Fabrikant, 691 F.3d at 207 (quoting Sybalski v. Indep. Grp. Home Living Program, Inc., 546 F.3d 255, 257 (2d Cir. 2008) (alteration in original)).
A claim for relief under § 1983 must allege facts sufficient to establish that the defendant acted under color of state “statute, ordinance, regulation, custom or usage.” 42 U.S.C. § 1983. Private attorneys, whether court appointed or privately retained, are generally not liable under § 1983. See Rodriguez v. Weprin, 116 F.3d 62, 65-66 (2d Cir. 1997) (“[I]t is well-established that court-appointed attorneys performing a lawyer’s traditional functions as counsel to defendant do not act ‘under color of state law’ and therefore are not subject to suit under 42 U.S.C. § 1983.”) (citing Housand v. Heiman, 594 F.2d 923, 924-25 (2d Cir. 1979)); accord Polk Cnty. v. Dodson, 454 U.S. 312, 325 (1981) (public defenders do not act under color of state law).
“Like the state-action requirement of the Fourteenth Amendment, the under-color-of-state-law element of § 1983 excludes from its reach merely private conduct, no matter how discriminatory or wrongful.” Am. Mfrs. Mut. Ins. Co. v. Sullivan, 526 U.S. 40, 50 (1999) (internal quotation marks and citations omitted). Plaintiff alleges no facts from which the Court can reasonably find that the challenged conduct “may be fairly treated as that of the State itself.” Sykes, 723 F.3d at 406. Thus, Barnwell is not a state actor for the purposes of § 1983 and, accordingly, there is no state action and plaintiff’s § 1983 claim against Barnwell is dismissed pursuant to 28 U.S.C. §§ 1915(e)(2)(B)(ii) and 1915A(b)(1) for failure to state a claim.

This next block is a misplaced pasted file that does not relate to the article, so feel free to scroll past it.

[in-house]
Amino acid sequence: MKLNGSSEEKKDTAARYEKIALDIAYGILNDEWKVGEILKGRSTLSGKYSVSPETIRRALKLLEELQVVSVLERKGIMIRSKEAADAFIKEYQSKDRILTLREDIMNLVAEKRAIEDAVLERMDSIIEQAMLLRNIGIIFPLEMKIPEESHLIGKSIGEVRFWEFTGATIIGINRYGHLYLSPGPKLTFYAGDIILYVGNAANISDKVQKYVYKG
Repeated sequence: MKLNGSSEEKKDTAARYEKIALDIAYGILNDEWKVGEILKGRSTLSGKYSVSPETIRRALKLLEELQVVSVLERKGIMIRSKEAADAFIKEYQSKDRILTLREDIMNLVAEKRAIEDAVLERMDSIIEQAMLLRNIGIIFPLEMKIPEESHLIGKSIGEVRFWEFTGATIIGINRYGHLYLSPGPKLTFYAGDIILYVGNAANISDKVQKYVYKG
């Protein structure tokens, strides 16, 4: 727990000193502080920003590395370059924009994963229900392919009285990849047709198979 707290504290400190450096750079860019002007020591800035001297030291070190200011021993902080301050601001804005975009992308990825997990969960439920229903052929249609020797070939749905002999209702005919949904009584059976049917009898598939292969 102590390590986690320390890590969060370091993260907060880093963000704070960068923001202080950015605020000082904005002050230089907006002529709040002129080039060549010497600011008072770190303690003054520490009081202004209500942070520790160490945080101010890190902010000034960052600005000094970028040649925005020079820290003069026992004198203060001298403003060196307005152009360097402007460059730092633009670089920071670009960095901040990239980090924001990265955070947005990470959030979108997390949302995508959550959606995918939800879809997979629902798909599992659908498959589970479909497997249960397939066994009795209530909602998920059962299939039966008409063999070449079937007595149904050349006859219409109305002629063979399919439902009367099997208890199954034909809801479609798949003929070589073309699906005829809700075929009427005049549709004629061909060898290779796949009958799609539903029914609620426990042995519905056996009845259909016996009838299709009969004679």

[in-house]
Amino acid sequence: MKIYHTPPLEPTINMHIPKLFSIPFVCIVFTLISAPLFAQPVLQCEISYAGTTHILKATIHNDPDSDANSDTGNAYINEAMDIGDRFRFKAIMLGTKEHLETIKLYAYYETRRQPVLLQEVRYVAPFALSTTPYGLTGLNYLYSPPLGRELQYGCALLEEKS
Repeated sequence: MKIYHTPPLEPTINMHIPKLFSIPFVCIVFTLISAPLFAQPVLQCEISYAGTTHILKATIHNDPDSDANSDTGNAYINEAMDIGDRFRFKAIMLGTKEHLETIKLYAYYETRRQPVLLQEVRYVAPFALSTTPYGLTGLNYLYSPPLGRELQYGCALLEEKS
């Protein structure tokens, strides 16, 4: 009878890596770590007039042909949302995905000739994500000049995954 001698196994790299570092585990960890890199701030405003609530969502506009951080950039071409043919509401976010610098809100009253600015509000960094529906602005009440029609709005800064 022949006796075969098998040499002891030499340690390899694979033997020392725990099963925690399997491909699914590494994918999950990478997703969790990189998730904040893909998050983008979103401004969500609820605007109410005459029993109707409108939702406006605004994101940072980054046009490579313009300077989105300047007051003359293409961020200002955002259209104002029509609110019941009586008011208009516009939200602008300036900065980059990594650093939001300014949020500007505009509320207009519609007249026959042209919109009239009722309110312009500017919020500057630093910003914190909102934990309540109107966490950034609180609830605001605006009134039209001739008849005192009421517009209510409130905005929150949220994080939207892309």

For the reasons set forth above, plaintiff’s application to proceed in forma pauperis is granted and the complaint is sua sponte dismissed in its entirety pursuant to 28 U.S.C. §§ 1915(e)(2)(B)(ii) and 1915A(b). The Clerk of the Court shall close this case and, pursuant to Rule 77(d)(1) of the Federal Rules of Civil Procedure, serve notice of entry of this Order upon plaintiff in accordance with Rule 5(b) of the Federal Rules of Civil Procedure.
The Court certifies pursuant to 28 U.S.C. § 1915(a)(3) that any appeal from this Order would not be taken in good faith and therefore in forma pauperis status is denied for the purpose of any appeal. See Coppedge v. United States, 369 U.S. 438, 444-45 (1962).